Proposed sex-ed changes a violation of charter rights, CCLA says

The changes to Ontario's curriculum are violation of Canadians’ charter rights and will do harm to students, according to the Canadian Civil Liberties Association.

Canadian Civil Liberties Association says censoring topics 'will do real harm' to certain students and parents

The Canadian Civil Liberties Association (CCLA) said reverting to the old curriculum will put women at 'further risk' of sexual assault and harassment, and also stigmatises LBGTQ students and their parents. (Shutterstock/Syda Productions)

The Canadian Civil Liberties Association (CCLA) has added themselves to the long list of those strictly opposed to Ontario's sex-ed curriculum changes, saying reverting back to the province's 1998 version of the program violates charter rights.

In a detailed letter to Ontario's Minister of Education Lisa Thompson, the association said "censoring" certain topics — particularly regarding sexual orientation, gender identity and violence against women — will harm certain students and their families.

CCLA, a non-profit organization that promotes human rights, says the ministry has gone against the charter right to equality by repealing the current curriculum ahead of the PC's announced consultation, and making changes that will impinge on the rights of some students and their parents. 

CBC Toronto reached out to Thompson's office, asking for comment on the group's position.

"We look forward to hearing from parents from all across Ontario in our upcoming consultation. Anyone who wishes to participate in the process will be welcome," said Ben Menka, political advisor to Lisa Thompson, in a statement Monday. 

"We are working with our team and officials, and look forward to sharing details on the consultations in the near future."

The association is now urging the Ontario's Progressive Conservative government to keep the the 2015 curriculum in place amidst consultation of this decision. 

"The announced decision to stop addressing those issues leads to the conclusion that the government believes, and intends to convey through its decision, that there is something wrong or abnormal about those groups or their families," CCLA said in the letter.

Education Minister Lisa Thompson said students will be taught from the 2014 curriculum and insisted teachers are familiar with it while speaking to press for the first time on the topic last week. (CBC)

A number of school boards have demanded clarity since Thompson announced last month that the sex-ed curriculum taught to children in the coming school year would be an older, 1998 version of the program, which was one of Premier Doug Ford's campaign promises.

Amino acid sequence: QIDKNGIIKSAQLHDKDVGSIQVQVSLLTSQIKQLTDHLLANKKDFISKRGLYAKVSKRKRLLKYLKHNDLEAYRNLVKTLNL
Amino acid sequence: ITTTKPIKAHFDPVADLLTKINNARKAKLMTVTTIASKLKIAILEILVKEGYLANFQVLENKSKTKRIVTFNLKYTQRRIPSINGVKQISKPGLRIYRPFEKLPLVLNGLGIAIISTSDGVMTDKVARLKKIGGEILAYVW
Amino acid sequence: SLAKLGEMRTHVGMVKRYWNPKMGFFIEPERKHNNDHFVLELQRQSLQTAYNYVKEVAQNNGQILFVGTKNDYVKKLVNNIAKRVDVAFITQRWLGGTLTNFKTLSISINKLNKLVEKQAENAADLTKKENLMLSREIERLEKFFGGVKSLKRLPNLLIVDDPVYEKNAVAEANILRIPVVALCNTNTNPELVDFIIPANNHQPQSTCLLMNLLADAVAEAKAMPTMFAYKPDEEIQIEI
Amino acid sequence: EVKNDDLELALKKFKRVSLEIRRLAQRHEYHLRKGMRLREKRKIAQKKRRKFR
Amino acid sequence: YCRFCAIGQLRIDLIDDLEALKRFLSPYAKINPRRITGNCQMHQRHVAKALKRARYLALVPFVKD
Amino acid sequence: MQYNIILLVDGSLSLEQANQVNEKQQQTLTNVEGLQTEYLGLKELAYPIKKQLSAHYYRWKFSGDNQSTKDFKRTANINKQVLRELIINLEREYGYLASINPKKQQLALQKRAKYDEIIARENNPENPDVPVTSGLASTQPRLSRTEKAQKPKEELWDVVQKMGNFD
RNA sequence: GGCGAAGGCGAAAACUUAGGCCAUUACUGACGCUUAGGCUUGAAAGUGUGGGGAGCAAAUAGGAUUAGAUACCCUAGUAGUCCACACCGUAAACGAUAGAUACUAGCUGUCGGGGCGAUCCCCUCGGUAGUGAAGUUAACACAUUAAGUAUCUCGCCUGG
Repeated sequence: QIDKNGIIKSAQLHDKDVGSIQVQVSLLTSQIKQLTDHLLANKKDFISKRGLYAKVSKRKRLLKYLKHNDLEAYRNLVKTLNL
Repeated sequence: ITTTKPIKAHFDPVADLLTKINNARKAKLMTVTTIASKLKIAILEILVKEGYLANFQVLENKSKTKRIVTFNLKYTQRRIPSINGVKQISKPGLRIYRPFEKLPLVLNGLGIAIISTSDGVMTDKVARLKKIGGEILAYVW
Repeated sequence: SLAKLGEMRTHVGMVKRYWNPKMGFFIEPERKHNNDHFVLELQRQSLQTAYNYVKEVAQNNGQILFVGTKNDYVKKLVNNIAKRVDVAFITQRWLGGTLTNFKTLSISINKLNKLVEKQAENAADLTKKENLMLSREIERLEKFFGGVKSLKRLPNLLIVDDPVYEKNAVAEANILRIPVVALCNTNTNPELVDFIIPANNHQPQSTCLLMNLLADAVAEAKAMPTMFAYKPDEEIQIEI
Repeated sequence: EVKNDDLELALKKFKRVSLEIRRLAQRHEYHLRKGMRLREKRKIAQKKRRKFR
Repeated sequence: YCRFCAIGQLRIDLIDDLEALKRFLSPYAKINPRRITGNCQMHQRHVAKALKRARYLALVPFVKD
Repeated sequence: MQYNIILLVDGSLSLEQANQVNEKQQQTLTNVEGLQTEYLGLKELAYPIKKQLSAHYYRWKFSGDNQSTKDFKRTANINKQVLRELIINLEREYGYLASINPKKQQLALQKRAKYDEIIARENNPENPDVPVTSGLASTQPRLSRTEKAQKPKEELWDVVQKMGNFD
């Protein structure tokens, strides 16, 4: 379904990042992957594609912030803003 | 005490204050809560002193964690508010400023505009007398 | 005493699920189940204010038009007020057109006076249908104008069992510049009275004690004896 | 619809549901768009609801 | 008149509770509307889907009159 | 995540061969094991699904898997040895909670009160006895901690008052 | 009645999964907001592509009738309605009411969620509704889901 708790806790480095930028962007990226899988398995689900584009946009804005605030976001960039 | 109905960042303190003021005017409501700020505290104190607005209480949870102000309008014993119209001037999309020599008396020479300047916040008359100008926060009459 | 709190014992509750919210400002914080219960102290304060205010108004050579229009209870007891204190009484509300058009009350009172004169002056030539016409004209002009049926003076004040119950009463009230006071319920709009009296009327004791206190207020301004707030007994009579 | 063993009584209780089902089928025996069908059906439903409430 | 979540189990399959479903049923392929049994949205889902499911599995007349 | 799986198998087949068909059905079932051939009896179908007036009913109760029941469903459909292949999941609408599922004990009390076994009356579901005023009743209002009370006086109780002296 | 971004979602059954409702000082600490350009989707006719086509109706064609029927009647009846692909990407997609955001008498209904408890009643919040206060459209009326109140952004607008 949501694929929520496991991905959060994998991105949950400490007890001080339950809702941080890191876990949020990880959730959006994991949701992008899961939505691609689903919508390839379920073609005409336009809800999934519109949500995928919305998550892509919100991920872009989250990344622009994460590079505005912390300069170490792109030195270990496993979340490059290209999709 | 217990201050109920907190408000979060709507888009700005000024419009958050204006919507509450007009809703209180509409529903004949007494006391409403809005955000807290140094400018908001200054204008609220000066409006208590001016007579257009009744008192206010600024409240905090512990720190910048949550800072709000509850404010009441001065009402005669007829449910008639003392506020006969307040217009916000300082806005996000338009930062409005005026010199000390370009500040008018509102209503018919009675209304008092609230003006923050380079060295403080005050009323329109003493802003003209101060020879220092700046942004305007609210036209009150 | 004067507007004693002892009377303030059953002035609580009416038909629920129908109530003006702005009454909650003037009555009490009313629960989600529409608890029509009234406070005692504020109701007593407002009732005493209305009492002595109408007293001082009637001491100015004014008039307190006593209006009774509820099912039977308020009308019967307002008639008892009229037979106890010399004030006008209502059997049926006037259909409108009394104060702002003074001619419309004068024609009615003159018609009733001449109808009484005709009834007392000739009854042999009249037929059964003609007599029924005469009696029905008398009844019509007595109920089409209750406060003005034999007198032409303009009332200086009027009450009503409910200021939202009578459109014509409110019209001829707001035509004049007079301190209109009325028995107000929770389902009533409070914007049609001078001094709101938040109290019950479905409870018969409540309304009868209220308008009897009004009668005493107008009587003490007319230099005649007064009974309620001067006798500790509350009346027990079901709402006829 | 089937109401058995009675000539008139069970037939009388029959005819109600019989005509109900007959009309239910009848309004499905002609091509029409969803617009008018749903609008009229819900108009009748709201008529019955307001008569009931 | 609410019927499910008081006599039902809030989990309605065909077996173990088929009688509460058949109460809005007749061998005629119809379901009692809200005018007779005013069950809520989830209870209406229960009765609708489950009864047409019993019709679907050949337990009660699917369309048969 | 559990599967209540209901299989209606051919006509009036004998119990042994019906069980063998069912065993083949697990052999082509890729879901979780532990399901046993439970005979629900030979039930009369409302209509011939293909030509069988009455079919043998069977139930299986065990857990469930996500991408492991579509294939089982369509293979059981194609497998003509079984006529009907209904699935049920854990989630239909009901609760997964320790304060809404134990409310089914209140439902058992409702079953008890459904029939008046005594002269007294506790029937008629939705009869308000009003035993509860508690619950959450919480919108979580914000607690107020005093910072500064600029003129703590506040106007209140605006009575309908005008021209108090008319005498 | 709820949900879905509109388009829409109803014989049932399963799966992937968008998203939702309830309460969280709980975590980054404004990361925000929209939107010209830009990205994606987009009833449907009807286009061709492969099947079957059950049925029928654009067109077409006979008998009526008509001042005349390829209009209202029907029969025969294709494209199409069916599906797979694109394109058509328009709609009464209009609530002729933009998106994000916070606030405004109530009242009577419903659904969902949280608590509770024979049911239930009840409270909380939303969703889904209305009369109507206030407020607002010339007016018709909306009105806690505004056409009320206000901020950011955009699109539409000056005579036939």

This version reverts changes made in 2015 by the province's then-liberal government, which included warnings about sexting and online bullying, and also discussed same-sex marriage, gender identity and masturbation.

But exactly what can and can't be taught this fall is still unclear, something the CCLA says is still a concern as the school year is fast approaching.

"This confusion should be eliminated as soon as possible," the letter reads.

Revamped curriculum puts women at 'further risk,' CCLA says 

CCLA says failing to discuss issues affecting the LGBTQ community in the Health and Physical Education (HPE) curriculum is "deeply hurtful" and "stigmatising" to those students and their parents, and goes against the Human Rights Code that protects against discrimination of sexual orientation, gender and family status.

"To ease those groups and their issues from the HPE curriculum would be discriminatory and wrong," the letter says.  

They also say the curriculum falls short regarding the issue of consent and that students need to be equipped with knowledge on how to make and communicate sound decisions as allegations of sexual assault and harrassment are increasingly being made public.

The CCLA says taking that information out of the program leaves students, particularly women, more vulnerable to abuse and "puts them at further risk."  

Curriculum puts school boards in a conflict 

CCLA says school boards will also be caught in a conflict of whether to follow the ministry or follow obligations outlined in the Education Act.

The association cited a part of the act that requires school boards to "promote a positive school climate that is inclusive and accepting of all students."

"The government's censoring of the 2015 sex education curriculum may make it impossible for school boards to effectively promote such a positive environment and comply with their other legal obligations."